Efforts to Reform Sex Trafficking Moving in the Right Direction With Specialized Courts

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Should a sexually abused minor be considered a criminal? This question is recently coming to the attention of the American justice system. Courts are now conscious of a new demographic within the legal system and are attempting to reform their ways to accommodate those members in need, particularly girls. Girls courts are being implemented around many counties within California, to the preexisting juvenile justice system. The courts are tailoring to the needs of at risk young women, specifically those recruited as child prostitutes, by providing not only judicial guidance but treatment facilities as well.

Statistics revolving around girls involved in criminal actions have recently been skyrocketing in certain counties such as San Mateo, Alameda, and Orange, causing a need for a change in the court system. One specific example of this recognition of at risk population and attempt to reform those involved, is the Alameda County in California. Between the years 1998 and 2007, there was a 45 percent increase in juvenile girls entering the justice system as well as a 49 percent increase for young girls committing non violent offenses. With such an increase in statistics, it was determined that a change was necessary and the Alameda County Girls Court was created.

The specific programs applied by girls courts are meant to aid victims of sexual assault, in combining the justice system with social services. Their focus and activities offered vary between specific courts. For example, the Alameda County Girls Court, provides a group of adults to gain the trust of young girls as well as offers Saturday sessions to discuss topics ranging from the legal system to body image. While this program is centered around young girls involved in sex trafficking, the Girls Courts of Orange County focus specifically on girls who have spent their lives in foster care.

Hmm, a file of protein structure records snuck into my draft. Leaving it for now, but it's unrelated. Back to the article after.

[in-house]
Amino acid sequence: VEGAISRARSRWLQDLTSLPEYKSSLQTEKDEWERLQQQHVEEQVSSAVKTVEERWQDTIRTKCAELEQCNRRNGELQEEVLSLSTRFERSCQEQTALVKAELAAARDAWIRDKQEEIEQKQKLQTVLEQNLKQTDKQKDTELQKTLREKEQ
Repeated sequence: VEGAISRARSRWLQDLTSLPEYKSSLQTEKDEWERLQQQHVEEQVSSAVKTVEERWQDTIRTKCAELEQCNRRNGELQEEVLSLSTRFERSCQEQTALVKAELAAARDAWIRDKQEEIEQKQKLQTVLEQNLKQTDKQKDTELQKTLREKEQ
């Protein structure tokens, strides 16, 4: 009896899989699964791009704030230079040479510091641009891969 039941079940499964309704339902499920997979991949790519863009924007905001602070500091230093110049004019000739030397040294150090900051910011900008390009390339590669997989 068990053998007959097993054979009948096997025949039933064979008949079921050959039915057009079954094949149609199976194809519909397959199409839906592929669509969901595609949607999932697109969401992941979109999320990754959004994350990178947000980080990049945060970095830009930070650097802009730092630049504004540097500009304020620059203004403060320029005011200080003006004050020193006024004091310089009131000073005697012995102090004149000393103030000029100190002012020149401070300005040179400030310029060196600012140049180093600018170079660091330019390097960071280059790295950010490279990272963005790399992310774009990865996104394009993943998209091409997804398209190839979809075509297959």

While the Alameda Girls Courts are still relatively new to be measuring the effects of the system, girls courts in other areas have been making promising progress with their juvenile group members. Other girls courts within California have recently proven that they are making a difference, as the Girls of the Orange County program have presented an enhancement in the grades of the girls. Hopefully, the Alameda Courts will follow in close pursuit of this already established program. 

The previous judicial system resulted in a cycle of punishment rather than rehabilitation and treatment for the girls. In California, girl prostitutes were continuously adding to their criminal records, although in many areas an exchange of money for underage sex is a form of sex trafficking. Thus, the emergence of the girls court. This specific court became a pivotal aspect to the campaign to end sex trafficking. The main goal of this campaign is to label underage prostitutes as victims rather than criminals, and to offer these young girls treatment. The campaign is looking to make a change in the current judicial system, rather than convicting underage girls who have been abused.